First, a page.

Dialectic refers to a balancing of opposing thoughts and ideas and how these interact with each other and can be combined. The therapy aims to help people find a balance between accepting who they are and making changes that are necessary to live a healthier life.

How does dialectical behavioural therapy work?

DBT works by the therapist developing a close, trusting relationship with the client in which there is no judgment or criticism. They use a mixture of acceptance techniques and change techniques with a focus on understanding how the person developed certain behaviours. Once a level of understanding is reached, the client and the therapist work together to devise new, healthy coping mechanisms.

Dialectical behavioural therapy and addictive substances

DBT can be highly effective when treating addiction because it helps the individual understand why they do things such as self-harming. Drug use can be seen as a form of self-harm due to it being a behaviour that physically damages the user while causing more negative effects than positive. The therapist helps the client to realise that this behaviour may legitimately be the most effective coping mechanism they have come across. From this state of acceptance, they can seek better methods for coping.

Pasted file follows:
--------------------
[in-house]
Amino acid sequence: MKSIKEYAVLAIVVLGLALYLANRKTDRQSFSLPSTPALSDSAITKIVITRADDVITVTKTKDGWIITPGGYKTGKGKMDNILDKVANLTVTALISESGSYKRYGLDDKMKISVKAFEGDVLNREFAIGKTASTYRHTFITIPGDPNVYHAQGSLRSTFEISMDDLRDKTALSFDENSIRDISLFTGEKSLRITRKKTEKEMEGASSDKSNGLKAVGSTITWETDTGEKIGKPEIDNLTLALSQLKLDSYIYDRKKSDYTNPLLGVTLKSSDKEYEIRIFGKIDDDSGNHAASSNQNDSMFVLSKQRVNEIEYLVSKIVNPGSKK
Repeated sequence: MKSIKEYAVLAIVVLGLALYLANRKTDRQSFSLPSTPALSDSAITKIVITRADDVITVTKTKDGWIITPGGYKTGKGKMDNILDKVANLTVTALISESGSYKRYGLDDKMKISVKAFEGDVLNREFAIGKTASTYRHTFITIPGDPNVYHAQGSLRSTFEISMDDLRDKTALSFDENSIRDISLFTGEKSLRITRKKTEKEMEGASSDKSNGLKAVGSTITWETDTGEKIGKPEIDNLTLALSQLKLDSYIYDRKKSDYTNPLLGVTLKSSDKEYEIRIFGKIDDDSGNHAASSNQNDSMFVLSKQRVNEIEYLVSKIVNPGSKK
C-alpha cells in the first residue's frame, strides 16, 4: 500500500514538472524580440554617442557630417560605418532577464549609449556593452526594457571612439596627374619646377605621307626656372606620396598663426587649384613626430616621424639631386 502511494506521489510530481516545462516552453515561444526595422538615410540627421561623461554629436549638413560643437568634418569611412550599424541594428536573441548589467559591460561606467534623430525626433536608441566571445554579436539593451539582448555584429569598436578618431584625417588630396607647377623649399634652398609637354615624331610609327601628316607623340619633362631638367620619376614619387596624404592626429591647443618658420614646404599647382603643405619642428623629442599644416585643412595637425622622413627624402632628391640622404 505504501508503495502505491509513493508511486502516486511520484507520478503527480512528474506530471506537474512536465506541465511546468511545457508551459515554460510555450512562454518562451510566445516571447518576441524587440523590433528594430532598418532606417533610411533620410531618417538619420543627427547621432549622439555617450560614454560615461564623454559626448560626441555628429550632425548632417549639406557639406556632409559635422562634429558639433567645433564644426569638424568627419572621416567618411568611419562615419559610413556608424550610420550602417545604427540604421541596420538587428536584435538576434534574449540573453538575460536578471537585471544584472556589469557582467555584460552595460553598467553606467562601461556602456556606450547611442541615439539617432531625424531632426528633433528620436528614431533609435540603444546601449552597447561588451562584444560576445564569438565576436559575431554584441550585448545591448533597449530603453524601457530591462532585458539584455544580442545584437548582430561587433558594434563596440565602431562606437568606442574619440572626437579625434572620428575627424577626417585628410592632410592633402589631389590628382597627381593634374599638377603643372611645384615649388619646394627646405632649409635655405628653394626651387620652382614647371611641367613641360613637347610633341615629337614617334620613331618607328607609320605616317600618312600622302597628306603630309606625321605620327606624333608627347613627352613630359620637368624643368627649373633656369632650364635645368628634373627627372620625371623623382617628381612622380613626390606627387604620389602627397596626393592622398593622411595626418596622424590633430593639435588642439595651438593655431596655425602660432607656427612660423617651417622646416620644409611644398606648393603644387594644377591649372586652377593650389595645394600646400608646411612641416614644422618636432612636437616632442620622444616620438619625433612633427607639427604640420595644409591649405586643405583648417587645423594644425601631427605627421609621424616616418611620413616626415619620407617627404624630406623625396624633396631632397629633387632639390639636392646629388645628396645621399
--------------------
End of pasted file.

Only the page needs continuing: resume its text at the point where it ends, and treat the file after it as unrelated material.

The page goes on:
Benefits of dialectical behavioural therapy

DBT draws on the most effective aspects of CBT with the addition of methods and theories. It is a highly structured form of therapy that teaches service users that emotions are not their enemies. Borderline personality disorder is an illness whereby the sufferer has great difficulty in regulating their emotions. It aims to teach methods and strategies that help people regulate emotions that may lead to destructive behaviour such as drug-taking.

Family Behaviour Therapy

This type of therapy can be highly effective for adults and adolescents. It involves treating the patient alongside one of their loved ones. This could be a cohabiting parent or spouse. Family therapy can help people to circumvent certain misunderstandings that are common between people who are suffering from substance misuse disorders.
Sometimes close relationships can trigger behavioural responses that go back to early childhood. A therapist can help an individual and their family to understand why certain behaviours have manifested themselves. Once the causation is understood, they can all work together to develop new coping strategies and learn to avoid conflict and harmful behaviour.

How does family behaviour therapy work?